(Dockside Boat and bed)
Intrigued by the idea of staying on board a yacht, my husband Lloyd and I headed to Long Beach, stopping at Joe’s Crab Shack in Puente Hills to devour a delicious and spicy Crawfish Etouffee. Upon arrival in Long Beach, we browsed among the quaint shops of the harbor-side Shoreline Village. The sun is bringing out all the colors of the Village, a lively scenic boardwalk of quaint shops, specialty gifts and souvenirs, waterfront dining, weekend entertainment, and boasting a lovely restored Looff carousel.
We continued to Rainbow Harbor, one of Long Beach’s top waterfront destinations, and to the Pine Avenue Pier, where Lloyd offloaded me and our suitcase, then went to park our car in the garage by the Aquarium, a short stroll from dock 5, where we checked in with the Dockside Boat and Bed, a non-smoking facility, whose innkeepers are Kent and Kim.
To celebrate one of my birthdays, we enjoyed three days on the “Obla De Obla Da” yacht, a 44-foot Sea Ray Sundancer, here for only two months, docked between the floating houseboat office and another yacht. All boats stay dockside and don’t go out, so we always have all the yachts all to ourselves, with no crew on board. All the boats are well-appointed with a microwave, toaster, TV/VCR, stereo CD player, linens, towels, glassware, cutlery, dishes, and a coffee maker, with complimentary coffee, tea, bottled water, and snacks.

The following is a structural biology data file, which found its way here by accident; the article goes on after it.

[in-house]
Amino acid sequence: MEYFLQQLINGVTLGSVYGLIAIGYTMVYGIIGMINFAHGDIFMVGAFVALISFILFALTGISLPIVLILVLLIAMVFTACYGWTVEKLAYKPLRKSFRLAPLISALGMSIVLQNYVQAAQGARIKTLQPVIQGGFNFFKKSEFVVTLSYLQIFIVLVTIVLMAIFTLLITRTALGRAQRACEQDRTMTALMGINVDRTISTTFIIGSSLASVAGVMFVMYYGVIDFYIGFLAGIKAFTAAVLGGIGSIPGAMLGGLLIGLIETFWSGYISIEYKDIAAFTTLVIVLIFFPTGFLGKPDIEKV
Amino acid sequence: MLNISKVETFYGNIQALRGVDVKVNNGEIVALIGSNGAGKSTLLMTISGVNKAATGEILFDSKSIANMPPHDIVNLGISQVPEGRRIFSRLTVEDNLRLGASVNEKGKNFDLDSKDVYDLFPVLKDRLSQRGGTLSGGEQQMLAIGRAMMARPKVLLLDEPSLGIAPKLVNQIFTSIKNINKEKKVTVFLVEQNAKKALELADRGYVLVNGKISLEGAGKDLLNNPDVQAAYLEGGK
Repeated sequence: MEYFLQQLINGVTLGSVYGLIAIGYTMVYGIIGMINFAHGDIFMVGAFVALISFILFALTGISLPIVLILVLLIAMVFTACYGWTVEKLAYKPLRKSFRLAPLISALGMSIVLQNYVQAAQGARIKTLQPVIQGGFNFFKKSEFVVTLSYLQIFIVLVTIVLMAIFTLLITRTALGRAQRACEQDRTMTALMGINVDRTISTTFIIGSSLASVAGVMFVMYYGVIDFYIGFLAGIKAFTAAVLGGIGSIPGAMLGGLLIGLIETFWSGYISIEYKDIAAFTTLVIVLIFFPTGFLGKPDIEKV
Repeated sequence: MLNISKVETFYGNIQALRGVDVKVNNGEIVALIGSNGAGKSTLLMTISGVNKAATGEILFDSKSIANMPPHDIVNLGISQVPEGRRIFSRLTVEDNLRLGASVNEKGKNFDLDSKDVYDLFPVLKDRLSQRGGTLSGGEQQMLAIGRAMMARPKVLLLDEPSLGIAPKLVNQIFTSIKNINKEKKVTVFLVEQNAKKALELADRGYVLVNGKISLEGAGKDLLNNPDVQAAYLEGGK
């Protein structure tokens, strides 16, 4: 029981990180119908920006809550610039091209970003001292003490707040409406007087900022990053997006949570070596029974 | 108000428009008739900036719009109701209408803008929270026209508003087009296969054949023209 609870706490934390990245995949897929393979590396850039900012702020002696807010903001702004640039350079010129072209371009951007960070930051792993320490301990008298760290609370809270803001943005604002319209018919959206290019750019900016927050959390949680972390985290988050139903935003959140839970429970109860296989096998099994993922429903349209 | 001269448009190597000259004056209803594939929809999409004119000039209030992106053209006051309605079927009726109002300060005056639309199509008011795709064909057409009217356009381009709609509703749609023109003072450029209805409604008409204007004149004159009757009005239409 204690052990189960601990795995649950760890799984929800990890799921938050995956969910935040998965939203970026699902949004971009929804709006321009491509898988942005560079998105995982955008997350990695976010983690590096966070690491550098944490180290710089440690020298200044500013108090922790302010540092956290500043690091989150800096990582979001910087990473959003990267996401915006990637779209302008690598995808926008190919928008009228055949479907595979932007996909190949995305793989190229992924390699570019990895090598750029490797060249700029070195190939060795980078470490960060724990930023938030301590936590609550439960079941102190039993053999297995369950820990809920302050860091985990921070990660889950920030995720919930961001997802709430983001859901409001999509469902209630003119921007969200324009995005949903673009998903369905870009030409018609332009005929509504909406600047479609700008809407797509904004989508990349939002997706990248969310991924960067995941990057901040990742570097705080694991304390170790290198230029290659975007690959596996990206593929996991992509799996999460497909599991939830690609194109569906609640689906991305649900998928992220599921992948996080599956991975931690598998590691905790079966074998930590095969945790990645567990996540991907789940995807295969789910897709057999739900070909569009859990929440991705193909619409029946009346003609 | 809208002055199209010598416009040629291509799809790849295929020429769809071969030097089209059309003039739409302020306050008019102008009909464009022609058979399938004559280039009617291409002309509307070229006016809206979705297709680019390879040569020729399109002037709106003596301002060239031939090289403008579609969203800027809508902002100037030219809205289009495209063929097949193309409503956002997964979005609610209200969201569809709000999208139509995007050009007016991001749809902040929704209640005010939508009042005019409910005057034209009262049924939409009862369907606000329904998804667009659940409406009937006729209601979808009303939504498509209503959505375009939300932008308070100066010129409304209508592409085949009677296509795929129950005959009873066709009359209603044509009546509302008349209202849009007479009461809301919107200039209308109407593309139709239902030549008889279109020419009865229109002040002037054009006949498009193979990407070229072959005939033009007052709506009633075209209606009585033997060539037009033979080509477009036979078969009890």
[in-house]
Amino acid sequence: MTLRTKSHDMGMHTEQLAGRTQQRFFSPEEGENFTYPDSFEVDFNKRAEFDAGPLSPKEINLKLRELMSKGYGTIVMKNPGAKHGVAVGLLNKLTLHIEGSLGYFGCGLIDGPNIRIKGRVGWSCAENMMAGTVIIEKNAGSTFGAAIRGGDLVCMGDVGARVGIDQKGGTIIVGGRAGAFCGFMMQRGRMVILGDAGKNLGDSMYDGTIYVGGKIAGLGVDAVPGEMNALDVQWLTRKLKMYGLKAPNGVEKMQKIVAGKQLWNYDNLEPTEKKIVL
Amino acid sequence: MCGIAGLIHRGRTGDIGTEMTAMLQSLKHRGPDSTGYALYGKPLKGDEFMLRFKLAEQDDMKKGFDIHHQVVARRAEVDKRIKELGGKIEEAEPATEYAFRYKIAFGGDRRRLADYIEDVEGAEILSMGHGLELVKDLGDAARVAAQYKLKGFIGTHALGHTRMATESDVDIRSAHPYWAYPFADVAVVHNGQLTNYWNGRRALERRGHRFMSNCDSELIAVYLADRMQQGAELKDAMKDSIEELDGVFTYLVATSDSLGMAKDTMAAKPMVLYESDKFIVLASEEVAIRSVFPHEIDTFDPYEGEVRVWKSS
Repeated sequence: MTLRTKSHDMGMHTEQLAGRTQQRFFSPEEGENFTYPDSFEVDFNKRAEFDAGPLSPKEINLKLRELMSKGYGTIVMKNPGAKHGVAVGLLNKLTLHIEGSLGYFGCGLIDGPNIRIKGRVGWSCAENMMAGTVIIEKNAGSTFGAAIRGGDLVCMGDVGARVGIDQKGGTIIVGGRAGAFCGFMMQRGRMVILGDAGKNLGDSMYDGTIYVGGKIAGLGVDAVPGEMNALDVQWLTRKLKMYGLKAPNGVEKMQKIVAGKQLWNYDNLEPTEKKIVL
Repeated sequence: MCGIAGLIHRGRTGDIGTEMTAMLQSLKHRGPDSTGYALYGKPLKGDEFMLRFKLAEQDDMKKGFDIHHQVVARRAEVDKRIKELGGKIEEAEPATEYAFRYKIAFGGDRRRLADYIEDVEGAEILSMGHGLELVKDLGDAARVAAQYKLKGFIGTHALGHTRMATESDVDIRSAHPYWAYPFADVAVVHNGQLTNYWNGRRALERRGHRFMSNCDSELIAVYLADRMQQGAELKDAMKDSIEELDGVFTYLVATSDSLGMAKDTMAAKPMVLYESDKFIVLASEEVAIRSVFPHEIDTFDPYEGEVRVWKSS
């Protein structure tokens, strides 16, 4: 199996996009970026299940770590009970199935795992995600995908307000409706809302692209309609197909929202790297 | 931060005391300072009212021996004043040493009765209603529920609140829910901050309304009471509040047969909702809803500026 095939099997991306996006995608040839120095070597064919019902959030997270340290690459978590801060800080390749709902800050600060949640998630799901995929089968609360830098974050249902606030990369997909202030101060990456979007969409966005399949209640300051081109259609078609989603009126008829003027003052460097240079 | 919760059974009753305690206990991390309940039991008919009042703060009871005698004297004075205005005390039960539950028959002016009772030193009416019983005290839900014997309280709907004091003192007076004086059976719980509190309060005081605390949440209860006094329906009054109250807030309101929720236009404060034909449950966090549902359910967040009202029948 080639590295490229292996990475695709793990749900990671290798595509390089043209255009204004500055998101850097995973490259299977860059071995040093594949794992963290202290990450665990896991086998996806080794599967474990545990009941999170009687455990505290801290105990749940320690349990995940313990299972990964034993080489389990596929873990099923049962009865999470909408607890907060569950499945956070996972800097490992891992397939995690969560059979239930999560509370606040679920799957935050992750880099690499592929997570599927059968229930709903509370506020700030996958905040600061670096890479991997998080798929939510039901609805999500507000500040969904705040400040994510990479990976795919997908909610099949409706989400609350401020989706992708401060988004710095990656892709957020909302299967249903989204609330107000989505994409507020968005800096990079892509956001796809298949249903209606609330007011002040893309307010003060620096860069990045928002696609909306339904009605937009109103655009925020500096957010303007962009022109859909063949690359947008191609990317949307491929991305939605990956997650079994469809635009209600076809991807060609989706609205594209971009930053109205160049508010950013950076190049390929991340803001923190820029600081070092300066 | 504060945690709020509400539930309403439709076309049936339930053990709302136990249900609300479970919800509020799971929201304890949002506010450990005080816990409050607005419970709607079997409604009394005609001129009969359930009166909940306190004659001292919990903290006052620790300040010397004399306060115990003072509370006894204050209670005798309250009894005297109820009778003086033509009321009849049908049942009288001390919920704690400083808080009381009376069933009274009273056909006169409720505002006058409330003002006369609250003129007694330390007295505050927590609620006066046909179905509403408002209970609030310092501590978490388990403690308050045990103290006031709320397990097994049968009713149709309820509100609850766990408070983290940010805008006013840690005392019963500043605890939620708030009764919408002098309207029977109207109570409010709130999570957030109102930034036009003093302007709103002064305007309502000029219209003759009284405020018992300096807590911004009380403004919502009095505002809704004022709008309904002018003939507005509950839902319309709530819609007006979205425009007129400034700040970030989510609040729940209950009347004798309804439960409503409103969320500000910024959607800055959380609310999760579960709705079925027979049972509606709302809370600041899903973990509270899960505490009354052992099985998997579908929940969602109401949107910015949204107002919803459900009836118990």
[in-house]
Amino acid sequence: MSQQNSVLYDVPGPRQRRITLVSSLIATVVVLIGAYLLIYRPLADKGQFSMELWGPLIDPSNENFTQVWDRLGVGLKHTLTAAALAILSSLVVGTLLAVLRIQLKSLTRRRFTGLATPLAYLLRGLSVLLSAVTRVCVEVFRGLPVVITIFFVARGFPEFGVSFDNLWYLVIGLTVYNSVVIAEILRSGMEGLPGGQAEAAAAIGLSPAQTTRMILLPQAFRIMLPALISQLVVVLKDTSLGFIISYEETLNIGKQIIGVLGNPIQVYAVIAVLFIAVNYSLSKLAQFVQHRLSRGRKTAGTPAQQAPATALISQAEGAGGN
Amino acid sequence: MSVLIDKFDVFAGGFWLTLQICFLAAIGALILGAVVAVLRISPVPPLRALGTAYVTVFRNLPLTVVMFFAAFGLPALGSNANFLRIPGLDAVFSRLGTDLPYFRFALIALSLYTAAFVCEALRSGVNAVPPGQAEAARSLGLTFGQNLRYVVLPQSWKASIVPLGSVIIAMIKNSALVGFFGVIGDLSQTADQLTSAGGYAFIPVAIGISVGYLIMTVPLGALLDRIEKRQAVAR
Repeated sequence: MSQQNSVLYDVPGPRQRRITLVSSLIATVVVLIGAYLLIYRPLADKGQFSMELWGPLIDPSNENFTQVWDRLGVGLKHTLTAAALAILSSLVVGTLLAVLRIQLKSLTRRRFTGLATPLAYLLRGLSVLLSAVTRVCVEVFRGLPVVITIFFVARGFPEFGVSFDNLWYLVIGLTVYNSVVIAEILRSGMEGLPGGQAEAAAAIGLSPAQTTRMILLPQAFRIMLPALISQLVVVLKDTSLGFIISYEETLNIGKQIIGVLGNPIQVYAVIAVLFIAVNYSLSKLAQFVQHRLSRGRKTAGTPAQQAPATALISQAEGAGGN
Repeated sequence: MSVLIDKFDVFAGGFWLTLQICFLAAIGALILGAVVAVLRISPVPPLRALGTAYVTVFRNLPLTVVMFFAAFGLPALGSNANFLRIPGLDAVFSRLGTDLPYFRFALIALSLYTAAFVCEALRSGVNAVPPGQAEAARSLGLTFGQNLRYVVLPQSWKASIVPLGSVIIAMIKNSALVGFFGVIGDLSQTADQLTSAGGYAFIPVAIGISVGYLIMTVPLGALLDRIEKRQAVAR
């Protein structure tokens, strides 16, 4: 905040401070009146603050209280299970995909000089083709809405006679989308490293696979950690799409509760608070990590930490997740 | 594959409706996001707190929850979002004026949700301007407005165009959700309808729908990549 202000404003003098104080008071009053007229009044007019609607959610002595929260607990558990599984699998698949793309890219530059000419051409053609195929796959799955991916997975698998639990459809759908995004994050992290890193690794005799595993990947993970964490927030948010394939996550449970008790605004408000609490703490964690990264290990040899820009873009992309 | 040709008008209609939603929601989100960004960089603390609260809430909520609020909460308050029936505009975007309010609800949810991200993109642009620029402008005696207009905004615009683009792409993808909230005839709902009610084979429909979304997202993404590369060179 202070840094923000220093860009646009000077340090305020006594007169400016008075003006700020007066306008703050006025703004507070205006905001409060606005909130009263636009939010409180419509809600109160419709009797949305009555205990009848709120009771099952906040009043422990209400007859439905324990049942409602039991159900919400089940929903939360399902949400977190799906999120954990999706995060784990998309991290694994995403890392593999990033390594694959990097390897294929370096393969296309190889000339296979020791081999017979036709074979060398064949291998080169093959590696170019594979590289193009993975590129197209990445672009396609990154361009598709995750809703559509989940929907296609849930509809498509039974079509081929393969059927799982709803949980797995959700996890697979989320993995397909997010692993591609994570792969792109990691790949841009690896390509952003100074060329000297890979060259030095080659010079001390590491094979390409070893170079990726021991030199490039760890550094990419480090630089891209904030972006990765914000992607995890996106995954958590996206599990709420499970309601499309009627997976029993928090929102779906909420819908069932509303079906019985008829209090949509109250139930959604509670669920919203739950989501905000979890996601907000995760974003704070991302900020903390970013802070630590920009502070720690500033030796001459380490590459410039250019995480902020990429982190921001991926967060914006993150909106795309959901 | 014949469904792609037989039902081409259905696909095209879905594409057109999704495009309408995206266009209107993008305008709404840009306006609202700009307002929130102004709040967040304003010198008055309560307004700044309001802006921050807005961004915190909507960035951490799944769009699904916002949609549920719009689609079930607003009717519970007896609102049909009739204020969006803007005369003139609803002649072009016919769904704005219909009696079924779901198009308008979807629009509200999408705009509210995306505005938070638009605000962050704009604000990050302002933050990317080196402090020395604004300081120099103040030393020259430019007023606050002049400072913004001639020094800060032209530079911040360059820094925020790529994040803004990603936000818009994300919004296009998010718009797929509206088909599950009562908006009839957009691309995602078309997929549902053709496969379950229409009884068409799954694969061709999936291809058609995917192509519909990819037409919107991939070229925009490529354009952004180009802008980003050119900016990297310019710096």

We delighted in excellent views in all directions, of Shoreline Village, the “Queen Mary,” and the Rainbow Harbor Lighthouse that was donated by the Lion’s Club.” We can hear everyone talking and laughing on the green hill where the lighthouse is. We watched a mother duck, with about eight babies following right behind her, close to shore, and were saddened to see her with only four babies the following day. All kinds of private and commercial boats are coming and going, gently rocking our yacht.
These are not “party boats,” and are all privately owned, so they should treat with care and respect. We heard that some boat owners purchase these yachts just to put them in the Dockside Boat and Bed program. A typical breakfast, delivered daily on deck in a picnic basket, usually is orange juice, strawberries, green grapes, bananas, bagels, cakes, and cookies.